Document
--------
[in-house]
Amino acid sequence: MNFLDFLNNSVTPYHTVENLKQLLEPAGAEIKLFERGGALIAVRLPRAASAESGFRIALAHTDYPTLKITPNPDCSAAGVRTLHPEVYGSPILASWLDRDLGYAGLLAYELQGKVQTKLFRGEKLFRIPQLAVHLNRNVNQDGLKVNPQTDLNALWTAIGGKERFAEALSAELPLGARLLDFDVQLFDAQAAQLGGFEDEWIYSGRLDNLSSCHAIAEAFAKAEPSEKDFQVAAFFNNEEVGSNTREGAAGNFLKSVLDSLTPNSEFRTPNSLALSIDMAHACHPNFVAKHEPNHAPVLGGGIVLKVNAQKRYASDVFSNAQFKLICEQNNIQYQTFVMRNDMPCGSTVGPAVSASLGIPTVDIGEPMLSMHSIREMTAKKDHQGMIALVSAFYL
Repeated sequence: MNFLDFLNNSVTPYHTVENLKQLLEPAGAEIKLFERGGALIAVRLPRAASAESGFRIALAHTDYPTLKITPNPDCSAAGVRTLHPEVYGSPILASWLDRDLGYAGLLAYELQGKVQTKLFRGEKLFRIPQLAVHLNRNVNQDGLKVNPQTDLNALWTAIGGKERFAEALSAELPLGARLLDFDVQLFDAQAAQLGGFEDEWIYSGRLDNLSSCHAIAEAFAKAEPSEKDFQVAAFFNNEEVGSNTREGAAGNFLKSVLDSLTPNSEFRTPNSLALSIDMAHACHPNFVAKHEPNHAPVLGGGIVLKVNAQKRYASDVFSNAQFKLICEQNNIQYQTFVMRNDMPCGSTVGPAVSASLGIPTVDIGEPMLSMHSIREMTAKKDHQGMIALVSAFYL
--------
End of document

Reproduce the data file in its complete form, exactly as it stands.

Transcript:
[in-house]
Amino acid sequence: MNFLDFLNNSVTPYHTVENLKQLLEPAGAEIKLFERGGALIAVRLPRAASAESGFRIALAHTDYPTLKITPNPDCSAAGVRTLHPEVYGSPILASWLDRDLGYAGLLAYELQGKVQTKLFRGEKLFRIPQLAVHLNRNVNQDGLKVNPQTDLNALWTAIGGKERFAEALSAELPLGARLLDFDVQLFDAQAAQLGGFEDEWIYSGRLDNLSSCHAIAEAFAKAEPSEKDFQVAAFFNNEEVGSNTREGAAGNFLKSVLDSLTPNSEFRTPNSLALSIDMAHACHPNFVAKHEPNHAPVLGGGIVLKVNAQKRYASDVFSNAQFKLICEQNNIQYQTFVMRNDMPCGSTVGPAVSASLGIPTVDIGEPMLSMHSIREMTAKKDHQGMIALVSAFYL
Repeated sequence: MNFLDFLNNSVTPYHTVENLKQLLEPAGAEIKLFERGGALIAVRLPRAASAESGFRIALAHTDYPTLKITPNPDCSAAGVRTLHPEVYGSPILASWLDRDLGYAGLLAYELQGKVQTKLFRGEKLFRIPQLAVHLNRNVNQDGLKVNPQTDLNALWTAIGGKERFAEALSAELPLGARLLDFDVQLFDAQAAQLGGFEDEWIYSGRLDNLSSCHAIAEAFAKAEPSEKDFQVAAFFNNEEVGSNTREGAAGNFLKSVLDSLTPNSEFRTPNSLALSIDMAHACHPNFVAKHEPNHAPVLGGGIVLKVNAQKRYASDVFSNAQFKLICEQNNIQYQTFVMRNDMPCGSTVGPAVSASLGIPTVDIGEPMLSMHSIREMTAKKDHQGMIALVSAFYL